According to the scientists, those with prolonged covid who participated in the study reported a reduced ability to perceive their surroundings after covid-19.
The coronavirus pandemic (Covid-19) has had a devastating impact on the lives of people around the world. A recent scientific study has revealed that COVID-19 can impair facial recognition. According to scientists, some patients are exhibiting a condition known as prosopagnosia or face blindness. This is the first study to report such problems in patients who have recovered from COVID-19. The study was published in the journal Cortex.
A team of scientists examined 28-year-old women who were infected with COVID-19 in March 2020 and experienced a relapse two months later. According to scientists, these women have been observed to have difficulty recognizing faces and navigating after relapse.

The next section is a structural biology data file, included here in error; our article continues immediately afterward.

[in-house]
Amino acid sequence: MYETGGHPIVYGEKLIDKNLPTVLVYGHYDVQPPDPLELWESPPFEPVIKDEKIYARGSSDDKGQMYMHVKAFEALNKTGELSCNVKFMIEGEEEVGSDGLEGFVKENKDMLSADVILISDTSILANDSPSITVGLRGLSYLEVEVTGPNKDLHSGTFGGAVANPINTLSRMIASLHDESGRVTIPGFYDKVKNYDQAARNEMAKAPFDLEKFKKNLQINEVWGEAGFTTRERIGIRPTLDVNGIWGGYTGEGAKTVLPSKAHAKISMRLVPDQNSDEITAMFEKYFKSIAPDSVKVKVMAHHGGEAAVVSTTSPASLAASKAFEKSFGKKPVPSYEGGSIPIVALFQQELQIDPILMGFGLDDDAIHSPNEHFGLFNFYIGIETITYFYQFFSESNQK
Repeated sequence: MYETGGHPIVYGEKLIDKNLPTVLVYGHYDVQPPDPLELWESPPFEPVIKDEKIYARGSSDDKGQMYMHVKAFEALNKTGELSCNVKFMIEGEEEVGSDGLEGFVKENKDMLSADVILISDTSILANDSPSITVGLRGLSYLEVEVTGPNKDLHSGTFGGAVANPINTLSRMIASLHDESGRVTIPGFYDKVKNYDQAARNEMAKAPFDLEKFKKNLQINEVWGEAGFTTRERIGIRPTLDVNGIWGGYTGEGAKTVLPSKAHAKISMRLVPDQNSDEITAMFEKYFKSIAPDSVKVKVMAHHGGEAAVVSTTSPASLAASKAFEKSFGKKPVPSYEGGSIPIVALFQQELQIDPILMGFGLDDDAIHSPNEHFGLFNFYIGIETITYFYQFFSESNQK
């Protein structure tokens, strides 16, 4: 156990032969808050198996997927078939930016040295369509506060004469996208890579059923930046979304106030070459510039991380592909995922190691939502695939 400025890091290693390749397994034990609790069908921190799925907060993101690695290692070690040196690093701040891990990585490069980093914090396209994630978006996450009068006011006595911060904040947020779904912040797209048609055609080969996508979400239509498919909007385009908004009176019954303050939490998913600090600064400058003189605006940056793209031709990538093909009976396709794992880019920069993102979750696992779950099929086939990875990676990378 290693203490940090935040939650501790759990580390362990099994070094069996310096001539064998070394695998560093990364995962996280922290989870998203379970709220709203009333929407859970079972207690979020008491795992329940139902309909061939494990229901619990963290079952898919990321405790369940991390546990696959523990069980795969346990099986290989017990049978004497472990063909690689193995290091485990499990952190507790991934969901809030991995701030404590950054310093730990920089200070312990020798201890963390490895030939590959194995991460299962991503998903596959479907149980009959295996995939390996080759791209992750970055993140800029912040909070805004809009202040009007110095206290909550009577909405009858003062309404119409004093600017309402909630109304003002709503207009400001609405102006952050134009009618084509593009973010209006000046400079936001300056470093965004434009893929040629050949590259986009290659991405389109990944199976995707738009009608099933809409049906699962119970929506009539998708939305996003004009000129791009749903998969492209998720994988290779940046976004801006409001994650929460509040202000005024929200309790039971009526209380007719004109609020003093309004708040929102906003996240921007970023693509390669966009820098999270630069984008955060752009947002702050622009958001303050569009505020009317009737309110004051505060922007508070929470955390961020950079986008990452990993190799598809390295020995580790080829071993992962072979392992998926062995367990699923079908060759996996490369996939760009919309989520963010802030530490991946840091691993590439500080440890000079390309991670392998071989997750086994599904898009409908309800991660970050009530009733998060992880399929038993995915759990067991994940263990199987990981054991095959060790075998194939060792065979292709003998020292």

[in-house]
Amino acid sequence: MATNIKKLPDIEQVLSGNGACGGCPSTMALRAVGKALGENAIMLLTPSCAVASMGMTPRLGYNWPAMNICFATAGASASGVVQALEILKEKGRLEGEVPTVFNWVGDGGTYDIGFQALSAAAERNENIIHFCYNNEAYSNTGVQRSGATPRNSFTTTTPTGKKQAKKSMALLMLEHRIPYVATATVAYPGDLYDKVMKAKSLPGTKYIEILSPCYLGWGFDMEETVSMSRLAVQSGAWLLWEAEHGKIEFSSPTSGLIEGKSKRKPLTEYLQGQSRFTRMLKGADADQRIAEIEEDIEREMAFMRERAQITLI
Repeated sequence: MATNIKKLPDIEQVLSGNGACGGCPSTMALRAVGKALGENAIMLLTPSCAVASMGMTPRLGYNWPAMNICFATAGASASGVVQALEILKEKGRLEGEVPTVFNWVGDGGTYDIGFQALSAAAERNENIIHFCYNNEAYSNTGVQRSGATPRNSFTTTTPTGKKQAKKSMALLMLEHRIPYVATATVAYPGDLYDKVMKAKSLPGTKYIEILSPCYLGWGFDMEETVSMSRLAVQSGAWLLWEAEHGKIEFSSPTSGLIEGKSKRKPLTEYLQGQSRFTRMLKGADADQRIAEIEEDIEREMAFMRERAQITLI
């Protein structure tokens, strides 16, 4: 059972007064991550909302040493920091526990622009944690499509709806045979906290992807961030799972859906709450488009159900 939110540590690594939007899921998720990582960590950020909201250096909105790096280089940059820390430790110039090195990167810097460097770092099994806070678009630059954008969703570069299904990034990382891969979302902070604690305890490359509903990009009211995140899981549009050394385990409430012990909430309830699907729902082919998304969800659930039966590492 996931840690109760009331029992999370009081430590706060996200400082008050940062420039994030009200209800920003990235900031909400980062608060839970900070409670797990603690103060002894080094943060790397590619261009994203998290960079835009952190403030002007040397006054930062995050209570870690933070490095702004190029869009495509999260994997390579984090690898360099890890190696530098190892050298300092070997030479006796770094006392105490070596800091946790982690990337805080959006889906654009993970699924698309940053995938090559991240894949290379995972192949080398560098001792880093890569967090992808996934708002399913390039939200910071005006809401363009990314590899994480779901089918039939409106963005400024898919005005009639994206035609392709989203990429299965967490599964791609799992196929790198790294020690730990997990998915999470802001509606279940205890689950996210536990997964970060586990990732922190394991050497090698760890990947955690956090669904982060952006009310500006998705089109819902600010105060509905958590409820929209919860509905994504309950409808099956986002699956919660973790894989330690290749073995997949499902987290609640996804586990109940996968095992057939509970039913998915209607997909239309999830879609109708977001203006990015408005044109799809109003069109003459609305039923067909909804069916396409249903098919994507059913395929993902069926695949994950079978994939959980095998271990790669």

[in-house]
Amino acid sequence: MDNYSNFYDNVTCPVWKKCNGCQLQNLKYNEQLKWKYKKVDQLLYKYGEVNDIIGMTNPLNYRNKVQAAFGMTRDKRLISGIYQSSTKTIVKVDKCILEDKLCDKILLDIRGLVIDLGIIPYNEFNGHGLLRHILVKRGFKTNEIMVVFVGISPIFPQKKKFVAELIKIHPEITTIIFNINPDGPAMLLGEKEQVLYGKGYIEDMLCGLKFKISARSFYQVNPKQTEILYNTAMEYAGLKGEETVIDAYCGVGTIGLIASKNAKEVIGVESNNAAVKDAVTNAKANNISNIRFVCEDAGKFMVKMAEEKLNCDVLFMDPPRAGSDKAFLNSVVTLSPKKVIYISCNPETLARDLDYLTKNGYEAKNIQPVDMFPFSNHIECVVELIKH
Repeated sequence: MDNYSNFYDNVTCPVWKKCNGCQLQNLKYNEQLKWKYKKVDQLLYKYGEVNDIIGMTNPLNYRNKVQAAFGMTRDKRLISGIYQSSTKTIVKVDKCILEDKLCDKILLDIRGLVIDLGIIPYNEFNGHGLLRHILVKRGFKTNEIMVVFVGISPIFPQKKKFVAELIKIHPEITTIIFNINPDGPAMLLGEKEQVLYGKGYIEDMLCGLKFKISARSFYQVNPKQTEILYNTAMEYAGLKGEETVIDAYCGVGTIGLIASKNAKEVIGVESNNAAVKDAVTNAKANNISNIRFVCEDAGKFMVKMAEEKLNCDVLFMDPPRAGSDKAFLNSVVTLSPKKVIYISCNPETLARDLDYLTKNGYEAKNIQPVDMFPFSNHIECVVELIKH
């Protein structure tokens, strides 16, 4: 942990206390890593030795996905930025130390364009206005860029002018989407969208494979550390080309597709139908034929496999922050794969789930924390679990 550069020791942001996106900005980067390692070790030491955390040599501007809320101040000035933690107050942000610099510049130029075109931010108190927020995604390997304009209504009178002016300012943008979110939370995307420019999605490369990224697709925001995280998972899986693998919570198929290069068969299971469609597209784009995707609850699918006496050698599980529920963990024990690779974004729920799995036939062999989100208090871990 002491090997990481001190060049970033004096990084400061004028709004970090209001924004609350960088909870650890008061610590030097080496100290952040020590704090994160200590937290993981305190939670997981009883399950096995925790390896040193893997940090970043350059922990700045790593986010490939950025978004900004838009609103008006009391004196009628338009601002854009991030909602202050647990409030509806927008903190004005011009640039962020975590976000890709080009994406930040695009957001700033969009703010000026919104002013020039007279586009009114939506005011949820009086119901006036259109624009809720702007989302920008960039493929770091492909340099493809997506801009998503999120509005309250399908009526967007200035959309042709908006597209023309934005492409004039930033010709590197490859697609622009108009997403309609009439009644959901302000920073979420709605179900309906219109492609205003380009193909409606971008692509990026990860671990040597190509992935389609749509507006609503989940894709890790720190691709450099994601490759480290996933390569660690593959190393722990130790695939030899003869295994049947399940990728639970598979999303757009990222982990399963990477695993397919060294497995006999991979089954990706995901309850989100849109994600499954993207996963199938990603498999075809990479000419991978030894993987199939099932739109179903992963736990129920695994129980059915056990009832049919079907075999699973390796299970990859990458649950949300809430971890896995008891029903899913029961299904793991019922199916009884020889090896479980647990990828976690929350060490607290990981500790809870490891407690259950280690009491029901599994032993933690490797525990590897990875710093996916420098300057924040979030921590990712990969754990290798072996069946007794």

Scientists found that they had trouble recognizing familiar faces, a symptom of prosopagnosia. This group had difficulty learning new identities, according to these women’s scores on the Cambridge Face Memory Test.
During the study, these women had a navigational deficit or difficulty walking and had trouble remembering where items were at the grocery store, the researchers said.
As part of the study, scientists collected self-reported data from 54 individuals who had suffered with symptoms for 12 weeks or more. In addition, 32 individuals who recovered from chronic COVID-19 received longitudinal data.
According to scientists, cognitive and perpetual abilities have been reported to be reduced in individuals with prolonged covid.
Neuroscientists Mary-Louise Kieseler and Brad Duchaine of Dartmouth College ran some medical tests on a woman named Annie who only had difficulty recognizing faces and found no other major medical problems.